Eurozone inflation may remain higher than expected of Agerpres.
At its monetary policy meeting on 16 December, the European Central Bank decided to further reduce incentives but at the same time promised consistent support for 2022, confirming its relaxed view on inflation and suggesting that any exit after several years of ultra-relaxed monetary policy will be slow.
The ECB will cease to acquire assets under the Pandemic Emergency Purchase Program (PEPP) in March 2022. At the same time, however, the ECB will accelerate its bond purchases under an older program called the asset purchase program (APP), so that the Frankfurt institution will continue to be active in the market.
Officials are urging the ECB to admit to rising inflation risks, and central bank governors in Germany, Portugal and Lithuania have already publicly warned of inflationary risks.
“What is true for Slovakia is true for the euro area as a whole: there is a risk, and it is not a small one, that inflation will stay high for a longer period of time,” said Kazimir, who is also the governor of the Central Bank. Slovakia.
He added that officials see the risk of higher-than-expected inflation as a risk.
“The eurozone could face a higher level of inflation for a longer period of time,” the ECB official warned.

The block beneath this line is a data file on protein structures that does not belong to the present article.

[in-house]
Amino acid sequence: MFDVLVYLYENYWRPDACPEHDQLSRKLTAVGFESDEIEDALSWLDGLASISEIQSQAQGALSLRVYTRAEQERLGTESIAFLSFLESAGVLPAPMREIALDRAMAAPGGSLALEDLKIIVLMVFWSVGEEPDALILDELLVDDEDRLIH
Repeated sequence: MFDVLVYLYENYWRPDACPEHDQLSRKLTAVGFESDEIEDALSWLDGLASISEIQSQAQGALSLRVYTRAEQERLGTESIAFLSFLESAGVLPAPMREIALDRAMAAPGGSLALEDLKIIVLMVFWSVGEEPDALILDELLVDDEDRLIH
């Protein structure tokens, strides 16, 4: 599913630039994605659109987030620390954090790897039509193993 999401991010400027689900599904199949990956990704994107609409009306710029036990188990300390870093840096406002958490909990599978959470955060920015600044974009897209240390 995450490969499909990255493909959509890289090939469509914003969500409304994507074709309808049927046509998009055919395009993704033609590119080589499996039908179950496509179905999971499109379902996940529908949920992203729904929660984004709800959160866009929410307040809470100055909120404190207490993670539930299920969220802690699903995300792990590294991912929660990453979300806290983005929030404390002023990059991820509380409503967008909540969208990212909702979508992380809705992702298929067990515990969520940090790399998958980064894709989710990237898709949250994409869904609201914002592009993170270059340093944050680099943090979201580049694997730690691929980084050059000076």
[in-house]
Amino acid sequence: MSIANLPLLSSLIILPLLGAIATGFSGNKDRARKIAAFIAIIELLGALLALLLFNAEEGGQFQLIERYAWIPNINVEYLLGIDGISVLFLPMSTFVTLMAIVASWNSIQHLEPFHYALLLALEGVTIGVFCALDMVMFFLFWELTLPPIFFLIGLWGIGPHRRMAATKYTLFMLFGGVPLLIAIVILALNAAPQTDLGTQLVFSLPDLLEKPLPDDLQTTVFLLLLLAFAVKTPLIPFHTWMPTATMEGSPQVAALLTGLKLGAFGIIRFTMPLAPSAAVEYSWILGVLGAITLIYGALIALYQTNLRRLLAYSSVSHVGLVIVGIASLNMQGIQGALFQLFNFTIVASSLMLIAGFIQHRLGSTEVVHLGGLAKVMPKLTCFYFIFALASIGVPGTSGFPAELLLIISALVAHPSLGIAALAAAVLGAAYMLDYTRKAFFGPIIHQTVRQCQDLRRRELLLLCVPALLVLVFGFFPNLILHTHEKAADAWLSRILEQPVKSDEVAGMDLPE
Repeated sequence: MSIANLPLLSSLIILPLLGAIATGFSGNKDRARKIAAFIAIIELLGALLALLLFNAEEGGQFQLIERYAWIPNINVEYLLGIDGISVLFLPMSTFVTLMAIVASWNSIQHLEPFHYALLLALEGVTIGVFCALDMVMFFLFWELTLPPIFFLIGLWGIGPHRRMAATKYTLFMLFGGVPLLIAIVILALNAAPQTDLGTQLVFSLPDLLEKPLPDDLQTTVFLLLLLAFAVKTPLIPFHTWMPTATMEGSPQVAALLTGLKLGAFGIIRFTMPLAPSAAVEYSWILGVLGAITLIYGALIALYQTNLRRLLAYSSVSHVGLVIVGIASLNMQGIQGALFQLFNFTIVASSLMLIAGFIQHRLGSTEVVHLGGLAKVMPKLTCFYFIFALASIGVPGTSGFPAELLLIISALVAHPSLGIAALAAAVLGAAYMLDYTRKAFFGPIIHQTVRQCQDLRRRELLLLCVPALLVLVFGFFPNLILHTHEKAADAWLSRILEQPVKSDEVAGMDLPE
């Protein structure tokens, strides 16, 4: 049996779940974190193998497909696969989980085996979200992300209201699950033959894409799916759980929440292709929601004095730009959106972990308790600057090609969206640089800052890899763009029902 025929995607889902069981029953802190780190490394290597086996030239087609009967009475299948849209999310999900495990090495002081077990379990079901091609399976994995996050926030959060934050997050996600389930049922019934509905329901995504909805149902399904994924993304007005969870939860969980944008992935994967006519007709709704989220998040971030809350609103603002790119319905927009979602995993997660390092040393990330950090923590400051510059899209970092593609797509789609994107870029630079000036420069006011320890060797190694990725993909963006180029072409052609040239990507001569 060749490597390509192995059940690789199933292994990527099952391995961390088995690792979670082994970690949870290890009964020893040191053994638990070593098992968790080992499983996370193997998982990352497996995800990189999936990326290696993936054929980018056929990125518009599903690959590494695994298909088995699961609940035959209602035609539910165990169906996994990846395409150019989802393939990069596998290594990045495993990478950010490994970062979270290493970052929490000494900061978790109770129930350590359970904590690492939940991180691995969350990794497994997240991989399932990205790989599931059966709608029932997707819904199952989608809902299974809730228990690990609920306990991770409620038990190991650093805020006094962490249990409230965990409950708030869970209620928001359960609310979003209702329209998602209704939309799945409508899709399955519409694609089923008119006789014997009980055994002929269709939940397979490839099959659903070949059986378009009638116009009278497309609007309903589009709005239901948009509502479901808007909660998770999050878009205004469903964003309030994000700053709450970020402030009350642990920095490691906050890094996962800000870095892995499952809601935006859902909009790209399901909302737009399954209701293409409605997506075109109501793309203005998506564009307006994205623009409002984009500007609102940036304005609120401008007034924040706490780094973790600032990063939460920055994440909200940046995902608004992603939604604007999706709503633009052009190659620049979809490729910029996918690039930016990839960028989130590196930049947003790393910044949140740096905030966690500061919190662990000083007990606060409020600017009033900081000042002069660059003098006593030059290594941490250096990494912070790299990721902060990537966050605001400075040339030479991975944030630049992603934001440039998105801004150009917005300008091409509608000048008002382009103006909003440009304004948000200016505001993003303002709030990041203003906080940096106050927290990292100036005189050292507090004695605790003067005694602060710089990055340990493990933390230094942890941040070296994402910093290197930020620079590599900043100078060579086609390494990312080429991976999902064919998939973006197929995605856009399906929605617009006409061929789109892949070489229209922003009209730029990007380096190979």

According to Eurostat, the annual inflation rate in the euro area rose to 4.9% in November from 4.1% in October. Compared to a year ago, the inflation rate in the euro area was minus 0.3%.
According to the economic forecast for autumn, published by the European Commission (EC) on Thursday, inflation in the euro area will reach a maximum level of 2.4% in 2021, before falling to 2.2% in 2022 and to 1.4% in 2023, as energy prices are expected to gradually stabilize.
This sharp rise in inflation is mainly due to rising energy prices, but it also appears to be linked to a broad set of post-pandemic economic adjustments, suggesting that the current high levels are largely transitory, according to the European Commission.